Very nicely said! Also, methinks the way you incorporate backstory should be representative of genre and form. Flashbacks work well in YA because they require little to no explanation and they ease the feeling of information being dumped on a reader. Thrillers often contain absolutely no backstory (even though it would often make reading easier, bah!) because they're meant to make the reader feel disoriented, because they move so FAST. Lately, I've seen fantastic use of footnotes in novels to incorporate backstory, often in a voice as witty/chatty/engaging as that of the narrator, if not more so--think THE BRIEF WONDROUS LIFE OF OSCAR WAO, THE MEANING OF NIGHT, or the BARTIMEUS TRILOGY. Each of these books are heavily rooted in history (cultural or political) of some sort, but they doesn't ensnare the reader in the middle of the story the way a book like THE DANTE CLUB or 20,000 LEAGUES UNDER THE SEE occasionally does.ReplyDelete
I liked how you put examples of how the Hunger Games did it well. That really helps me absorb it. Thanks.ReplyDelete
I just finished The Summer I Turned Pretty and it is a great example of perfect backstory placement. Each memory made me connect with the characters even more. Definitely agree that backstory is an incredible tool when used correctly.ReplyDelete
Yes, backstory must be relevant and properly applied. I cut 45 pages of backstory from my novel when my editor pointed out to me that my story didn't start until page 46. I'm glad I made the change.ReplyDelete
Awesome post...Makes perfect sense.ReplyDelete
*dives back into revision hole*
This might be the first time that I've heard praise for backstory.ReplyDelete
When I first started writing, I believed just about anything, and I tried to cut all the back out of my stories because I'd heard that it's a sign of bad writing. It didn't seem to work as well without it, but I thought, surely everyone else knows what they're doing better than I do, and the fact that I rely on some backstory means that I'm not a good writer yet poo.
It's nice to hear someone say out loud that it's not (necessarily) the case!
In the same vein, I took the "show don't tell" adage so far that I was terrified of saying (for example) that my character "laughed". I experimented with showing what it looked and sounded like when she laughed, haha. Sometimes that can be good, I guess... like, if she has a quirky way of laughing... but sometimes, it's not so great. Certainly not all the time.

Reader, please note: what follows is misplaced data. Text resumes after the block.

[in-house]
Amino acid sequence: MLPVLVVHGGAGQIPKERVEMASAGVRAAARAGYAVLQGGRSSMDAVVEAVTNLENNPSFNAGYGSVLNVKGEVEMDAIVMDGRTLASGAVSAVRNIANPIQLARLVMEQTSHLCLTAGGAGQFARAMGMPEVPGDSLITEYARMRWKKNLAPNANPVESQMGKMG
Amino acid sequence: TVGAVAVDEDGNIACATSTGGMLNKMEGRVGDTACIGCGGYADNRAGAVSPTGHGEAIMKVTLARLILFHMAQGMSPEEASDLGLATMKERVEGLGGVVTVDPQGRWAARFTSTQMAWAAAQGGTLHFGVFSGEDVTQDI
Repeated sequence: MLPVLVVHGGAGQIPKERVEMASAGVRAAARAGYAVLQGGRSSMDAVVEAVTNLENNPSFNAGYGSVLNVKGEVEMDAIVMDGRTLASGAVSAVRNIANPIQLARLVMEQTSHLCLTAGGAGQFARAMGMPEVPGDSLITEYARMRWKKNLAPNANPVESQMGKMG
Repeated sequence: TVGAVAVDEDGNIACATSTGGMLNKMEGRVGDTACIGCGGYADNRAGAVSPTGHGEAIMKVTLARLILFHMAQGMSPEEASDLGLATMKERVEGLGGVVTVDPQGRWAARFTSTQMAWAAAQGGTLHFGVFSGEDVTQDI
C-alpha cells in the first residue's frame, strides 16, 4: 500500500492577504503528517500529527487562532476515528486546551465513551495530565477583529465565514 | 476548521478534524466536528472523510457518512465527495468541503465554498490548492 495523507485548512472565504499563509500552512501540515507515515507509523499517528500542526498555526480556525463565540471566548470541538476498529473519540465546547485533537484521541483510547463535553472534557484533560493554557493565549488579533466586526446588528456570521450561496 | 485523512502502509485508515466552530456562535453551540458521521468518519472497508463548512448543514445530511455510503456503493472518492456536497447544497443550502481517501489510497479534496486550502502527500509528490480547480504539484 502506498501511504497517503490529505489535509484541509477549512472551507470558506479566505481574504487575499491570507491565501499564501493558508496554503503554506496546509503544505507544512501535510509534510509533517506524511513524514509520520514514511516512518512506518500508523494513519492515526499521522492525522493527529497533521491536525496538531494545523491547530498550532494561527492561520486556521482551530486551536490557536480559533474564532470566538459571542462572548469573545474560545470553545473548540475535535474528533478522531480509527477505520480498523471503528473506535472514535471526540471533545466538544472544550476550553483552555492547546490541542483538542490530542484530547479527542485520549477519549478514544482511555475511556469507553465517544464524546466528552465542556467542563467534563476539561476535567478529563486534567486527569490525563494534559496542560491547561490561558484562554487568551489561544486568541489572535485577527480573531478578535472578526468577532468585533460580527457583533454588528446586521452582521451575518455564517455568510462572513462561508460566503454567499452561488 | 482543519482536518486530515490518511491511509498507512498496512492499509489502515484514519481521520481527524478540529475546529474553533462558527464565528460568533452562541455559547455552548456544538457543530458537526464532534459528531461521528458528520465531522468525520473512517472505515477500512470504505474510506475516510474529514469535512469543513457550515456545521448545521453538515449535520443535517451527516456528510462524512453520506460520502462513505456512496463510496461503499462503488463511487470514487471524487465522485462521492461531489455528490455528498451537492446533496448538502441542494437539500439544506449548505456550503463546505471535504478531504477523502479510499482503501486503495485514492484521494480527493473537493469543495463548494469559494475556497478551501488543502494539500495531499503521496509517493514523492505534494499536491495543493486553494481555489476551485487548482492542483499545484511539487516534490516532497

Mm... tangent: end.
I find that making graphs (I'm a dork!) to chart tension over time in my books really helps me figure out where to put the backstory (and worldbuilding, too, for that matter). You need to build up enough momentum and tension capital in order to spend it on backstory. And since it takes a LOT of momentum and tension to buy just a little backstory, you really have to make sure you choose the most relevant and necessary details to include.ReplyDelete
These are really helpful distinctions, and I agree with you that backstory supplies much of the tension, the substance, of a book and its characters when done well.ReplyDelete
Great tips here. I love it when authors challenge conventional writing wisdom with good counterexamples.ReplyDelete
Relevance is definitely key with backstory. Where it slows down the forward movement of the narrative, it's distracting. And where it is irrelevant, it's disastrous.
Harlan Coben, for example, makes a habit of interrupting his stories with meaningless details about where his character's acquired something or to share a character's shopping preferences. (I've begun to suspect that these are product placements.) He and Dan Brown also stop frequently to tell us what a very minor character did the afternoon before. This kind of "backstory" detail, which they seem to think somehow makes their characters more real, often has no bearing on the story, and it totally stalls the scene.
Also, backstory can be handled quickly using non-scenic representation. I just wrote a piece on showing versus telling that addresses this in passing: http://behopkins.com/2011/06/29/the-case-of-show-v-tell
I'm working on fixing my back story issues right now. They are definitely challenging. It's interesting to me that the flashbacks in Hunger Games worked so wel as they are always poo-pooed by editors.ReplyDelete
I do my backstory in a chunk and then forget it exists for chapters on end. It helps me to remember that backstory can just be a quick paragraph here and there.ReplyDelete
Good points. I think backstory is a necessity, and must always be used well. If I feel the bump, as a reader, it's not done well.ReplyDelete
When I'm reading something and I suddenly noticed we just got a dose of backstory w/out expecting it / realizing it, I go back to see how they did it.